The concept of Christ as Logos derives from John 1:1: "In the beginning was the Word, and the Word was with God, and the Word was God." In the original Greek, Logos (λόγος) is used for "Word," and is often used untranslated. In the Christology of the Logos, Christ is viewed as the Incarnation of the "Divine Logos", i.e. The Word.
In the 2nd century, with his theory of "recapitulation", Irenaeus connected "Christ the Creator" with "Christ the Savior", relying on Ephesians 1:10 ("when the times reach their fulfillment – to bring unity to all things in heaven and on earth under Christ") to gather together and wrap up the cycle of the Nativity and Resurrection of Christ.
Christian teachings present the Love of Christ as a basis for his sacrificial act that brought forth salvation. In John 14:31 Jesus explains that his sacrifice was performed so: "that the world may know that I love the Father, and as the Father gave me commandment, even so I do." Ephesians 5:25 then states that: "Christ also loved the church, and gave himself up for it".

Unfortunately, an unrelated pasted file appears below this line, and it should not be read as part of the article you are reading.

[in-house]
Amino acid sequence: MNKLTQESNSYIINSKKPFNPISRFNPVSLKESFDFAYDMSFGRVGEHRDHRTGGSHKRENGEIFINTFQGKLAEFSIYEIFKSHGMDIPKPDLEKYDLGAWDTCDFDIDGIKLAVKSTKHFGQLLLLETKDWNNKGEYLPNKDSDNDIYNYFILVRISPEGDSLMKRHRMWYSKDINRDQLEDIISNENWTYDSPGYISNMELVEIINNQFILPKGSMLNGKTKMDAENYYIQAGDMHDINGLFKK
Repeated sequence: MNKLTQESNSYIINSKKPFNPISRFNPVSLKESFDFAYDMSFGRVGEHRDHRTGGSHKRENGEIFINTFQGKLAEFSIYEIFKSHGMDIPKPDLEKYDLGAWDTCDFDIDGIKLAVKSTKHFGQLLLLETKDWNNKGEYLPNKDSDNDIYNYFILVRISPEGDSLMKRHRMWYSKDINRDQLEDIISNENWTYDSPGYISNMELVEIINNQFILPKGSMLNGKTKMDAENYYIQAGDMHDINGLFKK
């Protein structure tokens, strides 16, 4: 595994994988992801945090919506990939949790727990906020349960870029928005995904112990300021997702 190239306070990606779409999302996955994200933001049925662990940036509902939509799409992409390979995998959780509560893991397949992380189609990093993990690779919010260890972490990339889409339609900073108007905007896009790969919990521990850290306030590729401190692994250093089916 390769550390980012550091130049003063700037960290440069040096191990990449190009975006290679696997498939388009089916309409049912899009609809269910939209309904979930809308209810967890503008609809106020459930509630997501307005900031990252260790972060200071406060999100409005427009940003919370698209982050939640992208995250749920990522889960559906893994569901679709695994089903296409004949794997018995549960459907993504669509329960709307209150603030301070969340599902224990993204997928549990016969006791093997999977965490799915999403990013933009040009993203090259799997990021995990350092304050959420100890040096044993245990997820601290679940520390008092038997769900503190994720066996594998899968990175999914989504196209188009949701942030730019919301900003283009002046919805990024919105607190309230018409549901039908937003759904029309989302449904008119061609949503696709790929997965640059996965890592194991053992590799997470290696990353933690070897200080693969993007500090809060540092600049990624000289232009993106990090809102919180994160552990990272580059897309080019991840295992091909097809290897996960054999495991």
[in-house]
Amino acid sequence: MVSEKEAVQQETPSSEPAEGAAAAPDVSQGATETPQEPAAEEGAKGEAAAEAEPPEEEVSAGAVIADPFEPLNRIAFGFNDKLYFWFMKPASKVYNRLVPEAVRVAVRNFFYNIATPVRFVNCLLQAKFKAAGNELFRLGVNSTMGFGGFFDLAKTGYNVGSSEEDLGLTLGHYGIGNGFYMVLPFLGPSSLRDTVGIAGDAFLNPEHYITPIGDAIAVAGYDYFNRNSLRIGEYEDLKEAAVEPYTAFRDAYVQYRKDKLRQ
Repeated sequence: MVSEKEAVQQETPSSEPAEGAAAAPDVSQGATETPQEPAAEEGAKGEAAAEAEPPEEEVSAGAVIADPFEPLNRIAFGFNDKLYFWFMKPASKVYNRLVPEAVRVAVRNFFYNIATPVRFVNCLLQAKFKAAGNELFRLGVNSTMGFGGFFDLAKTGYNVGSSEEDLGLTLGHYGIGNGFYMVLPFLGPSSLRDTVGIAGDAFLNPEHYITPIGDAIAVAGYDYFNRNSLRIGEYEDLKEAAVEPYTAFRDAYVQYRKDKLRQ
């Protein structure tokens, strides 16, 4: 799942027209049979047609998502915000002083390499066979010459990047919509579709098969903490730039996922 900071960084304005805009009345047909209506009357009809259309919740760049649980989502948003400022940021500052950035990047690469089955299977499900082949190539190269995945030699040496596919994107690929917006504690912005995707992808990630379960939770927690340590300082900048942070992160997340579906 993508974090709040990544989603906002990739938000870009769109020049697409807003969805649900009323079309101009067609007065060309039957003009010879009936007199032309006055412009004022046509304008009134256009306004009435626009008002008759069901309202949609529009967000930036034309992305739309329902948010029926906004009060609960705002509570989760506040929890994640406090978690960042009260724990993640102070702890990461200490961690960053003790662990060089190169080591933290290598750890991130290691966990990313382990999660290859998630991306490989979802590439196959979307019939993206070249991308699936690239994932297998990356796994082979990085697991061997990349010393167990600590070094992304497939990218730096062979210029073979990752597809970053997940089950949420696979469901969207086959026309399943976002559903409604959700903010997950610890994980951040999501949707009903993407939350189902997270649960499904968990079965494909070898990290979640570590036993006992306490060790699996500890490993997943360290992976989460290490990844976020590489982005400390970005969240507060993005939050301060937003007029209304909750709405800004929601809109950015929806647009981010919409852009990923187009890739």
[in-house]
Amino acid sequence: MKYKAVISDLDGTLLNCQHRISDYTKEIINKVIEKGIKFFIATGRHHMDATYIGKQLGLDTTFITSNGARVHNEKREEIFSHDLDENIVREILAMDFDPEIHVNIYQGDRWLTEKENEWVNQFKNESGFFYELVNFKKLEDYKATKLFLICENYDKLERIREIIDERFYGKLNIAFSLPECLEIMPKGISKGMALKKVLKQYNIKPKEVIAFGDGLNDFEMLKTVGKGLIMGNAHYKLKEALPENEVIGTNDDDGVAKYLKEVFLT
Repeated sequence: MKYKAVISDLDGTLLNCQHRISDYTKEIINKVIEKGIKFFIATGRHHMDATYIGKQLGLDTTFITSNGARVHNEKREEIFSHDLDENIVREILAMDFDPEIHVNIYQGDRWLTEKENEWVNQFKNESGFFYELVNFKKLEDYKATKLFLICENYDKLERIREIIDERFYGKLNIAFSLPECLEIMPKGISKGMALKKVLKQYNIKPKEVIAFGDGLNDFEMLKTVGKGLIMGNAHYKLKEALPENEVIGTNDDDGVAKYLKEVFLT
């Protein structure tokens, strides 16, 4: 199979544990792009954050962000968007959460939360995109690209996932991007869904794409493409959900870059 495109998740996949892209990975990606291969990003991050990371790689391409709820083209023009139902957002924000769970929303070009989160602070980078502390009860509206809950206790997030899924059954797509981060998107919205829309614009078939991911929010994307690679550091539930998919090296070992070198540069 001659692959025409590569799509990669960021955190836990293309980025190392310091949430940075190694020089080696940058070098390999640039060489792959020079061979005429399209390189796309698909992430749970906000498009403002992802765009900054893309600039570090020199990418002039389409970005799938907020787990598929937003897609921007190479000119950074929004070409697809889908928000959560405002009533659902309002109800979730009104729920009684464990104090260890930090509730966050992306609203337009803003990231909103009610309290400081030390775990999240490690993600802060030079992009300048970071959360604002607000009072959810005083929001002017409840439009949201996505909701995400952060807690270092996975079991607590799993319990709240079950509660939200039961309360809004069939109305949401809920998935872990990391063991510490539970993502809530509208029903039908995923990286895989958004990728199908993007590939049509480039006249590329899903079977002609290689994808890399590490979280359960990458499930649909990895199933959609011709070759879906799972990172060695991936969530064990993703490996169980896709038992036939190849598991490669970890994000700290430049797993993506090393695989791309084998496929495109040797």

In the 2nd century, Irenaeus expressed his views of salvation in terms of the imitation of Christ and his theory of "recapitulation". For Irenaeus the imitation of Christ is based on God's plan of salvation, which involved Christ as the "Last Adam" He viewed the incarnation as the way in which Christ repaired the damage done by Adam's disobedience. For Irenaeus, salvation was achieved by Christ restoring humanity to the image of God, and he saw the Christian imitation of Christ as a key component on the path to salvation. For Irenaeus Christ succeeded on every point on which Adam failed. Irenaeus drew a number of parallels, e.g. just as in the fall of Adam resulted from the fruit of a tree, Irenaeus saw redemption and salvation as the fruit of another tree: the cross of crucifixion.